Creating the Literature Core

May 29, 2016

 

I've arranged the list of books for each year in this curriculum in order of increasing difficulty so that first a core is built and for each year thereafter another circular level is added, creating the concentric circles of literature. Classic children's literature, poetry, fables, tales and myths create the core and are fundamental to the growth of a student in literature for the following reasons:

 

1.  Tales, myths, fables, poetry and children's classic literature books have significant literary value, are able to appeal to all ages and are from all times in history, encourage great thoughts and ideas and endlessly stir up the imagination. These are living books and offer the child opportunities to venture into literary worlds.

 

2.  All of the literature selections from the above five categories build a child's vocabulary and ability to handle increasingly difficult sentence structure. Take a look at Peter Rabbit and Friends and then compare this to The Secret Garden and then to the Portable Renaissance Reader's essay by Erasmus entitled "On Free Will". Or try comparing poetry by starting first with a poem from A Garden of Verses and then compare this to "The Eve of St. Agnes by Keats and then to The Iliad. The levels of difficulty must be arranged so that each year challenges the child anew, forming another concentric circle to be added to the core. Each circle builds on previous ones.

 

A child new to this type of reading will need time to grow their skills and stamina. The mind takes time, a lot of consistent time, to find a place for all of this vocabulary and then to see it often enough that it no longer considers new. Unfortunately, the time it takes for these results to be seen can be wearing on both the parents and the students. The student, especially if placed with the wrong level of books, will be frustrated and will dislike the selections and the effort it takes to work through them. This is disheartening to the parents, who then, in turn, often decide this approach is not working.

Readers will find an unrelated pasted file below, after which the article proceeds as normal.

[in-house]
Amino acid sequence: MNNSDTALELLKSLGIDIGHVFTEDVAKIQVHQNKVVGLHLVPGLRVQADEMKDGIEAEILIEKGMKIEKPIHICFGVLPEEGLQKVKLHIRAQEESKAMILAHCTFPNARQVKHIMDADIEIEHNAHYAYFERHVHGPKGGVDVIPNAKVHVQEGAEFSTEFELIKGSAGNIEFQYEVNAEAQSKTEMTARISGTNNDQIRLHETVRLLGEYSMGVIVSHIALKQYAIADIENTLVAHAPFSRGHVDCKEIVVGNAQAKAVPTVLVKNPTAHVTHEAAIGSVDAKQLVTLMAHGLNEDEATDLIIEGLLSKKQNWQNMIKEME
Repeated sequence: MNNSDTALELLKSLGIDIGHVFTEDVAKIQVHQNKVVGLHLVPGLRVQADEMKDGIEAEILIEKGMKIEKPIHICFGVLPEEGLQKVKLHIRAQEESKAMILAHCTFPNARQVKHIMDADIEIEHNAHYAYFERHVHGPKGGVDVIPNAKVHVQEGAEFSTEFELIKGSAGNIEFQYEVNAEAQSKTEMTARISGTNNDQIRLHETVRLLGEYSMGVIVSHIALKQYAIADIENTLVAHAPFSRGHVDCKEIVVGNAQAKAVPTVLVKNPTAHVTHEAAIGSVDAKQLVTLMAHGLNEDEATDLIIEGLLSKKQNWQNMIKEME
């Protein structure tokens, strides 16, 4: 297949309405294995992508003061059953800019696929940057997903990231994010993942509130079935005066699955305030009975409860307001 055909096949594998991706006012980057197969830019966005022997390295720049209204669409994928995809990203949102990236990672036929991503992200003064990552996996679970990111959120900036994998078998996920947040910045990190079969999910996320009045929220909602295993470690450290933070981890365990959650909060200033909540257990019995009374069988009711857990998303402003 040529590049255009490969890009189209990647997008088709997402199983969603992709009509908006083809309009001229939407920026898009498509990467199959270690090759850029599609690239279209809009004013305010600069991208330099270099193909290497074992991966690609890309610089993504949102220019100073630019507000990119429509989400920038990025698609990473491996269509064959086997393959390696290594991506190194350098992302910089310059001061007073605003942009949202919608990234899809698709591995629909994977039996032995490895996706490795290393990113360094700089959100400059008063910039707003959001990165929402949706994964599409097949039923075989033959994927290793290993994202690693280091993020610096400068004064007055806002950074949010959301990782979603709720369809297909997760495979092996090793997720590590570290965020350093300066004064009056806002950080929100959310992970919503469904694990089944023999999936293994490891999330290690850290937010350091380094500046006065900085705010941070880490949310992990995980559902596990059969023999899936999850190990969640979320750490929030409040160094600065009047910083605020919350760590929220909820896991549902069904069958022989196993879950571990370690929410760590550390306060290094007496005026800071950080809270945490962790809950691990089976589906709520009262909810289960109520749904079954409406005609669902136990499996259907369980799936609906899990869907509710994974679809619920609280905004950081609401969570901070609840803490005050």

3.  All of the literature selections from the above five categories contain the literary illustrations they will encounter countless times in works such as The Divine Comedy, The Odyssey, any of Shakespeare's plays and so many more. I should add here that a background in the Bible is important for literary illusions too. The references to core literature such as mythology, fables and tales permeate more than just the subject of literature;they are found in music and art too.

 

The arrangement in level of difficulty is important because the idea is to build your student's stamina and skills to handle the upper level books with ease and attention. If your student is feeling the affect of the work needed to handle complex sentence structure, vocabulary, literary allusions and figurative language, then the ability to focus on themes and meaning will be all the more difficult. Writing these ideas will be even more difficult. A student attempting to understand the books of the upper years without this structure in place will, most likely, struggle. This struggle will impede the student's ability to discern truth, beauty and good as it is revealed and, in turn, prevent the student's ability to communicate this, especially through writing. 

 

 

Some interesting articles/posts to read:

 

Books to Feed the Moral Imagination from the Circe Institute

 

Teaching Shakespeare to Children  also from the Circe Institute

 

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